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Hone v Six Continents Retail Ltd, Court of Appeal, 29 June 2005

24 November 2005
The issues

Stress at Work – Psychiatric Injury – Working Time Regulations

The facts

The Claimant was a pub Manager who began working with the Defendant in 1995. On 20th August 1999 he moved to Luton to work as a pub manager at the Moat House there. His workload was excessive and that this caused him to suffer stress and psychiatric injury. He alleged that the psychiatric injury was caused by stress which was attributable to his being required to work excessive hours without adequate support.

He kept records purporting to show in the period from March to May 2000 he was working between 89 and 92 hours per week. The Judge found that there were four employees in key positions who could have deputised for Mr Hone and that had Mr Hone planned the work during this period as he ought to have done he could have created time off for himself. In short, the Judge found that there was no need for him to work the hours that he claimed he worked. He also found that there were no signs from Mr Hone of impending harm to health and that although he did complain of working long hours, these complaints had to be put into the context of his lack of planning of the work and the evidence for which that senior management often heard from licensed house managers that they were working too many hours, not earning enough money, and that they did not have enough staff. It was in short little more than letting off steam.

In April 2000 two of the key employees left and that extra burdens and pressures were placed upon Mr Hone. The matter was brought to the attention of the Operations Manager and he made no mention of the headaches that he was beginning to suffer from but he did tell the Operations Manager that he was working excessive long hours and was tired. The Operations Manager, Mr Reynolds, appears to have accepted that Mr Hone needed help and apart from occasional help and relief he provided none. On this case the Judge found that the meeting in April injury to Mr Hone’s health was attributable to stress at work was reasonably foreseeable.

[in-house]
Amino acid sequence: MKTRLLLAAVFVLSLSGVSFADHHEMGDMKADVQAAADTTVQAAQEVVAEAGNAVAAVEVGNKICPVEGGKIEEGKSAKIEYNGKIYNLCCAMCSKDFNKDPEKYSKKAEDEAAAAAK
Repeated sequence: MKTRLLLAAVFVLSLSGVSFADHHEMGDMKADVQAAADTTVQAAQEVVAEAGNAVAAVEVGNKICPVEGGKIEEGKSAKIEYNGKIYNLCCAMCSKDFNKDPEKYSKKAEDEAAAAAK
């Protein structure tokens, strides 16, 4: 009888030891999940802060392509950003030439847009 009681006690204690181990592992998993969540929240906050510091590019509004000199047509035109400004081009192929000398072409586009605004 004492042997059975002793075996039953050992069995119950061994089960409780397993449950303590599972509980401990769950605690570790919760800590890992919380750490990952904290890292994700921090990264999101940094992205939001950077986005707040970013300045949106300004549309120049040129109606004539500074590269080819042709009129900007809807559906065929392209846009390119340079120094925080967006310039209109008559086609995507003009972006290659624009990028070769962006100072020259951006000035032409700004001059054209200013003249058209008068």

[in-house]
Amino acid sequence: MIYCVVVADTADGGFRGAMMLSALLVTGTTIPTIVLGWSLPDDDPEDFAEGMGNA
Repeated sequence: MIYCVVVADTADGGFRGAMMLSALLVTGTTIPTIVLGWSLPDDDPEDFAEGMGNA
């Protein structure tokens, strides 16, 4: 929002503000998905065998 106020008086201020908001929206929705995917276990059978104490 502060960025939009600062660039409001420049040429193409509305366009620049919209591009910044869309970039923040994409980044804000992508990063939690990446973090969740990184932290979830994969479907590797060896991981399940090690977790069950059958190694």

The Judge also found having regard to the working time regulations that the Claimant relied upon the employer was under a duty to ensure that the Claimant worked no longer than 48 hours per week. The Defendant appealed.

1. The principal’s governing stress at work cases had been in Hatton v Sutherland which guidance had been for practical purposes endorsed completely by the House of Lords in Barber v Somerset County Council.

2. Of the propositions of Lady Justice Hale the seventh was the most relevant to this case namely “to trigger a duty to take steps, the indications of impending harm to health arising from stress at work must be plain enough for any reasonable employer to realise that he should do something about it”.

3. On the facts the Judge was entitled to come to the conclusion that he did on the question of reasonable foreseeability. He had identified factors which he was entitled to conclude was sufficiently plain indications of impending harm to health for a reasonable employer to realise that he should do something about it. All of those matters taken in conjunction with the fact that as was known by the Defendants that working time regulations impose a requirement of no more than 48 hours per week without consent was sufficient to justify the Judge’s conclusions.

The decision

Appeal dismissed.

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The content on this page is provided for the purposes of general interest and information. It contains only brief summaries of aspects of the subject matter and does not provide comprehensive statements of the law. It does not constitute legal advice and does not provide a substitute for it.

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